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Greater Heights Academy v. Zelman

July 28, 2006

GREATER HEIGHTS ACADEMY, ET AL., PLAINTIFFS,
v.
DR. SUSAN TAVE ZELMAN, ET AL., DEFENDANTS.



The opinion of the court was delivered by: Judge Algenon L. Marbley

Magistrate Norah M. King

OPINION AND ORDER

I. INTRODUCTION

This matter is before the Court on Defendants' Motion to Dismiss Plaintiffs' complaint, which alleges that Defendants violated 42 U.S.C § 1983. Defendants, Dr. Susan Tave Zelman, Paolo A DeMaria, and Todd L. Hanes (collectively, "Defendants"), urge that Plaintiffs, community schools operating under Chapter 3314 of the Ohio Revised Code, do not state a cognizable claim against them under the Fourteenth Amendment to the United States Constitution. For the reasons stated herein, the Court GRANTS Defendants' Motion to Dismiss.

II. BACKGROUND

A. Facts

Plaintiffs, Greater Heights Academy ("Greater Heights") and W.C. Cupe Community School ("W.C. Cupe"), are community schools operating under Chapter 3314 of the Ohio Revised Code. As community schools, Plaintiffs are authorized to receive state funds, on a per pupil basis, to operate their schools because they educate students who otherwise would attend traditional public schools in Cleveland and Columbus.

Under its funding procedure, the Ohio Department of Education (the "ODE") requires community schools to submit their enrollment data to the ODE using an Internet-based reporting system, whereupon the reported data is used to determine the amount of payment the ODE makes to the community school. The public funds the ODE gives to community schools is money that otherwise would have gone to the traditional public school districts where each community school student resides. Therefore, before the ODE grants those public funds to community schools pursuant to Ohio Revised Code § 3314.08, it provides the affected traditional public school district an opportunity to object to, or "flag," the funding of any particular student if the district claims that the community school has not provided a valid basis to receive the ODE funds for that student.*fn1 Once a student has been flagged by the public school district, the ODE will not issue payment to the community school for that student unless the flag is subsequently removed by the traditional public school district, or by the ODE after an investigation.*fn2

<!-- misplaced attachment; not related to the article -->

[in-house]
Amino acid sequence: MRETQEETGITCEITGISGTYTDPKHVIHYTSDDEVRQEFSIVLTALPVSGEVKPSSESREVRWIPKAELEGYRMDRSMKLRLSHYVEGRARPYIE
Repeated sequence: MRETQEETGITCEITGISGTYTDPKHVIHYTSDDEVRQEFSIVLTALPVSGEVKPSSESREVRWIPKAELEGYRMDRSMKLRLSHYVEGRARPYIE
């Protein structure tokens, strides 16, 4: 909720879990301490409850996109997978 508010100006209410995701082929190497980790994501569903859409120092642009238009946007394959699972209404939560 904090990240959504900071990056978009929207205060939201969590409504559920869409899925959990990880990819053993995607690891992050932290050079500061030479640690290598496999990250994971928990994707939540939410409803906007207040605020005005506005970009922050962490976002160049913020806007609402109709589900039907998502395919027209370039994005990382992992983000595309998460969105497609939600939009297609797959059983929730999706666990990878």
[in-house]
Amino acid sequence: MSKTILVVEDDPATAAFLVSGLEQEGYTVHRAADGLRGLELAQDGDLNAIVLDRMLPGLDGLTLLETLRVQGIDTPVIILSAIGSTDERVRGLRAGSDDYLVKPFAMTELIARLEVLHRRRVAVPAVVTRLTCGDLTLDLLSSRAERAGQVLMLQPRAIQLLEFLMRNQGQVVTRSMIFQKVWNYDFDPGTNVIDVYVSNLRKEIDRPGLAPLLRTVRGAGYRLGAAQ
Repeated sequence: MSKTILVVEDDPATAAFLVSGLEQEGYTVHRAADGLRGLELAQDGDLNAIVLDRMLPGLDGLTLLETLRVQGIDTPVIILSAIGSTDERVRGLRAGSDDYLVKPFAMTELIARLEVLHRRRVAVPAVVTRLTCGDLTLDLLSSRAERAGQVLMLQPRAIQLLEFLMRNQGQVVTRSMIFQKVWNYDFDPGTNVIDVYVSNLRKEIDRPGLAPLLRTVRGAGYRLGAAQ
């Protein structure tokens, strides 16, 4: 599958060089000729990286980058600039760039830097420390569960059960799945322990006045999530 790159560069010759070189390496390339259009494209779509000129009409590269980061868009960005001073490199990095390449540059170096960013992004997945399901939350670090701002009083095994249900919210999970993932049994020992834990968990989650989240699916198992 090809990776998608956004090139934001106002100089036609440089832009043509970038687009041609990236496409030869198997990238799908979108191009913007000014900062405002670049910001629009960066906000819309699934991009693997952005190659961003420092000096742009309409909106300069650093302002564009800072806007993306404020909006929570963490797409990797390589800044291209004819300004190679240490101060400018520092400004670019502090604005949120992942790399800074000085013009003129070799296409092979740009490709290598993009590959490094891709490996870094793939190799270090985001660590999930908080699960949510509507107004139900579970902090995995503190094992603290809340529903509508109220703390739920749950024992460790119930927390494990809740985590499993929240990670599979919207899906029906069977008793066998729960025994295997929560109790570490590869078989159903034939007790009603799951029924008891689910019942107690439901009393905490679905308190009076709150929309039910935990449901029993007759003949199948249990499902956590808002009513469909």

According to Plaintiffs, on May 23, 2006, after Plaintiff Greater Heights had submitted their enrollment data to the ODE, the Cleveland Municipal School District flagged a number of students on Greater Heights' list, resulting in an automatic denial of the ODE's payment of $103,969.07 to Greater Heights for those flagged students. Similarly, the Columbus City School District flagged a number of students on Plaintiff W.C. Cupe's list, resulting in a denial of over $30,000 payment to W.C. Cupe. Both community schools maintain that they need the ODE funds to continue their operations.

B. Procedural History

Plaintiffs filed a complaint in federal district court (the "Complaint") against Defendants, Dr. Susan Tave Zelman, the Superintendant of Public Instruction for the State of Ohio, Paolo A. DeMaria, the Associate Superintendant for the Center for School finance of the ODE, and Todd L. Hanes, the Executive Director of the ODE's Office of Community Schools, acting in their official capacities. The Complaint alleges a violation of 42 U.S.C. § 1983. In particular, Plaintiffs claim that the ODE's funding procedure deprives them of procedural due process under the Fourteenth Amendment to the United States Constitution.

In their Motion to Dismiss, Defendants argue that Plaintiffs are precluded from alleging a Fourteenth Amendment claim against the State of Ohio. Plaintiffs filed a Memorandum Contra, and Defendants filed a Reply Memorandum. This matter now is ripe for decision.

III. STANDARD OF REVIEW

Defendants mistakenly characterize their Motion to Dismiss as one pursuant to Rule 12(b)(1) of the Federal Rules of Civil Procedure, which challenges Plaintiffs' standing to bring their claims. The Court finds that Defendants' Motion should be analyzed under Rule 12(b)(6) of the Federal Rules of Civil Procedure because it challenges the sufficiency of Plaintiffs' allegations. See South Macomb Disposal Auth. v. Township of Washington, 790 F.2d 500, 502 n.7 (6th Cir. 1986) ("Whether a plaintiff is a 'person' within the meaning of section 1983 is a separate question from whether that plaintiff has standing to ...


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